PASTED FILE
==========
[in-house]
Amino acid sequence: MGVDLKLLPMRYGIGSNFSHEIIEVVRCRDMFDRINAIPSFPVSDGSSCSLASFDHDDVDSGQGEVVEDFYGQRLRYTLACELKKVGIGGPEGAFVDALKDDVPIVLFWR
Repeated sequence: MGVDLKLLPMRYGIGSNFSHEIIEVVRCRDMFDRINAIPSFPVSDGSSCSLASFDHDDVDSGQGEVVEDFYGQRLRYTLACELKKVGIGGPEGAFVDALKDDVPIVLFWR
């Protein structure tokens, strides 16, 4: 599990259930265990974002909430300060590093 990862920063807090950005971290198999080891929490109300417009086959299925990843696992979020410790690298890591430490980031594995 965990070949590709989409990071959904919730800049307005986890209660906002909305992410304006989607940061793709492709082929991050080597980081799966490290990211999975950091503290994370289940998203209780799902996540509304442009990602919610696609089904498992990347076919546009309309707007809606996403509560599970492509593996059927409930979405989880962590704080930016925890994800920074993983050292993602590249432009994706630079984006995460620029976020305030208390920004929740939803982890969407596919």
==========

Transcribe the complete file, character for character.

[in-house]
Amino acid sequence: MGVDLKLLPMRYGIGSNFSHEIIEVVRCRDMFDRINAIPSFPVSDGSSCSLASFDHDDVDSGQGEVVEDFYGQRLRYTLACELKKVGIGGPEGAFVDALKDDVPIVLFWR
Repeated sequence: MGVDLKLLPMRYGIGSNFSHEIIEVVRCRDMFDRINAIPSFPVSDGSSCSLASFDHDDVDSGQGEVVEDFYGQRLRYTLACELKKVGIGGPEGAFVDALKDDVPIVLFWR
């Protein structure tokens, strides 16, 4: 599990259930265990974002909430300060590093 990862920063807090950005971290198999080891929490109300417009086959299925990843696992979020410790690298890591430490980031594995 965990070949590709989409990071959904919730800049307005986890209660906002909305992410304006989607940061793709492709082929991050080597980081799966490290990211999975950091503290994370289940998203209780799902996540509304442009990602919610696609089904498992990347076919546009309309707007809606996403509560599970492509593996059927409930979405989880962590704080930016925890994800920074993983050292993602590249432009994706630079984006995460620029976020305030208390920004929740939803982890969407596919």